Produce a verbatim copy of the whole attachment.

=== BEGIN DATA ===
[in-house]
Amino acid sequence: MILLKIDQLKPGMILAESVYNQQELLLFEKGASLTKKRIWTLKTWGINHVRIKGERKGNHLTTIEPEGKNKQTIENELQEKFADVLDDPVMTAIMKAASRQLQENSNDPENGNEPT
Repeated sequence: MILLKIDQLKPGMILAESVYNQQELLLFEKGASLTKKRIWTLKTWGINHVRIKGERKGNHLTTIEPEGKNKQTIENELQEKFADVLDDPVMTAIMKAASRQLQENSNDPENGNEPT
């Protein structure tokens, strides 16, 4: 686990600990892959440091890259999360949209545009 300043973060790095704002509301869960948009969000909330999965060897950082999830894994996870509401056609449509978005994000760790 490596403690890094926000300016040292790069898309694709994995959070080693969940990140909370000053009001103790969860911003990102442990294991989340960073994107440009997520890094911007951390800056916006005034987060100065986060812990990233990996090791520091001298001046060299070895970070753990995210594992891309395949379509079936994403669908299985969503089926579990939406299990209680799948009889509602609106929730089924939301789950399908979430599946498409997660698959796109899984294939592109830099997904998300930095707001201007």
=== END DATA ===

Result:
[in-house]
Amino acid sequence: MILLKIDQLKPGMILAESVYNQQELLLFEKGASLTKKRIWTLKTWGINHVRIKGERKGNHLTTIEPEGKNKQTIENELQEKFADVLDDPVMTAIMKAASRQLQENSNDPENGNEPT
Repeated sequence: MILLKIDQLKPGMILAESVYNQQELLLFEKGASLTKKRIWTLKTWGINHVRIKGERKGNHLTTIEPEGKNKQTIENELQEKFADVLDDPVMTAIMKAASRQLQENSNDPENGNEPT
């Protein structure tokens, strides 16, 4: 686990600990892959440091890259999360949209545009 300043973060790095704002509301869960948009969000909330999965060897950082999830894994996870509401056609449509978005994000760790 490596403690890094926000300016040292790069898309694709994995959070080693969940990140909370000053009001103790969860911003990102442990294991989340960073994107440009997520890094911007951390800056916006005034987060100065986060812990990233990996090791520091001298001046060299070895970070753990995210594992891309395949379509079936994403669908299985969503089926579990939406299990209680799948009889509602609106929730089924939301789950399908979430599946498409997660698959796109899984294939592109830099997904998300930095707001201007």